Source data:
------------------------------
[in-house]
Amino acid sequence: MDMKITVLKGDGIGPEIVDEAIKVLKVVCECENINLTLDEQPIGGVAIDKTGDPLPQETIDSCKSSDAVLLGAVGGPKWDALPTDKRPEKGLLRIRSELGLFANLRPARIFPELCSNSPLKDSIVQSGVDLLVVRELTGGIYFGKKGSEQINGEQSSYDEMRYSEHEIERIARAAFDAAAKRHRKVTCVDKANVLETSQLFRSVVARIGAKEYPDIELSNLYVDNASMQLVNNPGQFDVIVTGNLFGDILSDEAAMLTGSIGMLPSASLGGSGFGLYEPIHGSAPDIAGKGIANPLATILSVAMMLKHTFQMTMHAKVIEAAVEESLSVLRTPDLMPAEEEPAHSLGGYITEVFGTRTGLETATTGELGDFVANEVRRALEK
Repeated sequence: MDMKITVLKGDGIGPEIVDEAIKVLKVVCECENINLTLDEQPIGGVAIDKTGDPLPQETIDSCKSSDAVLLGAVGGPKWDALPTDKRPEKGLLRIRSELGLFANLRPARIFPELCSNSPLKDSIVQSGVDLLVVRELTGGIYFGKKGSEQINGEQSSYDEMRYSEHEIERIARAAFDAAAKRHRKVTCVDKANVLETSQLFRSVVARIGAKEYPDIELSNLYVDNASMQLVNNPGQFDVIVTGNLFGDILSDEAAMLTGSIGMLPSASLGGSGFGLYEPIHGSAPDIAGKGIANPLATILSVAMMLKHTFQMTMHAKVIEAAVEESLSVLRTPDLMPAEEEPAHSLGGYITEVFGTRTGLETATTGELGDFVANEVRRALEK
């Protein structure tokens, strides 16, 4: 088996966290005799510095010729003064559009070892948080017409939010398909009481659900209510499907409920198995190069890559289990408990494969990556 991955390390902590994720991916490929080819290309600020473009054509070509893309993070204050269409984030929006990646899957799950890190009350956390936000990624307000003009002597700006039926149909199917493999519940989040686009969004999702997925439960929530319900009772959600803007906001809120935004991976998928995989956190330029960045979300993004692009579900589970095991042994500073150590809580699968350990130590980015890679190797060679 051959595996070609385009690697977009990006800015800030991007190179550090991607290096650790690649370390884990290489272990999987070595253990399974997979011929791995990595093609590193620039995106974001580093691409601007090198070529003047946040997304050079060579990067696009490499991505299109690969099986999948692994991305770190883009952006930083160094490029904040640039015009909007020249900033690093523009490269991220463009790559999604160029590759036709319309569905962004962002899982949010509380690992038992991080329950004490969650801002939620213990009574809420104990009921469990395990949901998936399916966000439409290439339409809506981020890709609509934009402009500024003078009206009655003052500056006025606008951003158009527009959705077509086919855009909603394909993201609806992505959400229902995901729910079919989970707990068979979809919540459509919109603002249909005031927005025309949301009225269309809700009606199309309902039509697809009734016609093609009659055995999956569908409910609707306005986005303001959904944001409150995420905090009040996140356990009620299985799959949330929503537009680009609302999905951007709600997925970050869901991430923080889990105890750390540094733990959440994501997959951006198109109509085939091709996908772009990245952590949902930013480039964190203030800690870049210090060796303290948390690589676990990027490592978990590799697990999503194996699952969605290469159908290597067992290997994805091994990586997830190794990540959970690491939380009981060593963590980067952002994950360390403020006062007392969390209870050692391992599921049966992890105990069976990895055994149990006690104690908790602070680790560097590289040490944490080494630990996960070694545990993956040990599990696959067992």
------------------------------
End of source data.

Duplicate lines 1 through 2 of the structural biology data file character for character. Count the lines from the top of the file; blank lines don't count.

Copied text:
[in-house]
Amino acid sequence: MDMKITVLKGDGIGPEIVDEAIKVLKVVCECENINLTLDEQPIGGVAIDKTGDPLPQETIDSCKSSDAVLLGAVGGPKWDALPTDKRPEKGLLRIRSELGLFANLRPARIFPELCSNSPLKDSIVQSGVDLLVVRELTGGIYFGKKGSEQINGEQSSYDEMRYSEHEIERIARAAFDAAAKRHRKVTCVDKANVLETSQLFRSVVARIGAKEYPDIELSNLYVDNASMQLVNNPGQFDVIVTGNLFGDILSDEAAMLTGSIGMLPSASLGGSGFGLYEPIHGSAPDIAGKGIANPLATILSVAMMLKHTFQMTMHAKVIEAAVEESLSVLRTPDLMPAEEEPAHSLGGYITEVFGTRTGLETATTGELGDFVANEVRRALEK